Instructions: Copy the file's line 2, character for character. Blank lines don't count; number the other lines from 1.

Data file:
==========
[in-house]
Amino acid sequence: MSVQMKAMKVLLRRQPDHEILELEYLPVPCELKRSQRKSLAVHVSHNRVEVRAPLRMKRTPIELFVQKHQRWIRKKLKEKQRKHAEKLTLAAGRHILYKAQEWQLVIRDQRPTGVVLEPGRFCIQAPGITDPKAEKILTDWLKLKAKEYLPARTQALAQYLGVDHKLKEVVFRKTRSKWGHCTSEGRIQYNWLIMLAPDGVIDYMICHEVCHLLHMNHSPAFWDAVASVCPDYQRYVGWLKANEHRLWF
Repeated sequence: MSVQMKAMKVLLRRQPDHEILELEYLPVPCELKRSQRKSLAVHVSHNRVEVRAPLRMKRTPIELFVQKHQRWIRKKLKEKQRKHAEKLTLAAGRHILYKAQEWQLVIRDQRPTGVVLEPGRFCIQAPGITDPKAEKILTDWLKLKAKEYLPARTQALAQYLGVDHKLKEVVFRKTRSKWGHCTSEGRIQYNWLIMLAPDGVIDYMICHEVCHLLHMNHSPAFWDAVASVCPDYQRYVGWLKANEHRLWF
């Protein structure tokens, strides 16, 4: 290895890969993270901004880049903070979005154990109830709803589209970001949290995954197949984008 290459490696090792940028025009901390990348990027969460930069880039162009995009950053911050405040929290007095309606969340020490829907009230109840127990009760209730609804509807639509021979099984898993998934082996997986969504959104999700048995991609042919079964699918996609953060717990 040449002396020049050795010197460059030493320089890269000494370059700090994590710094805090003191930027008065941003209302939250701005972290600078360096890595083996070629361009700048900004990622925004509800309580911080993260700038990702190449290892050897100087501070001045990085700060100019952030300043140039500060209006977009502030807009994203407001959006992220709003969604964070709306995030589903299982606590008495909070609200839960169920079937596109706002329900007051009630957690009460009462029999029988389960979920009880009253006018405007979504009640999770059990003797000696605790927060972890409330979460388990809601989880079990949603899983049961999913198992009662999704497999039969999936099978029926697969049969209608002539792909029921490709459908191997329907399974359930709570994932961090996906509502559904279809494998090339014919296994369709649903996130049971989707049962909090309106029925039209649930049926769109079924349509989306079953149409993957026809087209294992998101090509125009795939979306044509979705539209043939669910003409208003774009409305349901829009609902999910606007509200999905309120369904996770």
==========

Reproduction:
Amino acid sequence: MSVQMKAMKVLLRRQPDHEILELEYLPVPCELKRSQRKSLAVHVSHNRVEVRAPLRMKRTPIELFVQKHQRWIRKKLKEKQRKHAEKLTLAAGRHILYKAQEWQLVIRDQRPTGVVLEPGRFCIQAPGITDPKAEKILTDWLKLKAKEYLPARTQALAQYLGVDHKLKEVVFRKTRSKWGHCTSEGRIQYNWLIMLAPDGVIDYMICHEVCHLLHMNHSPAFWDAVASVCPDYQRYVGWLKANEHRLWF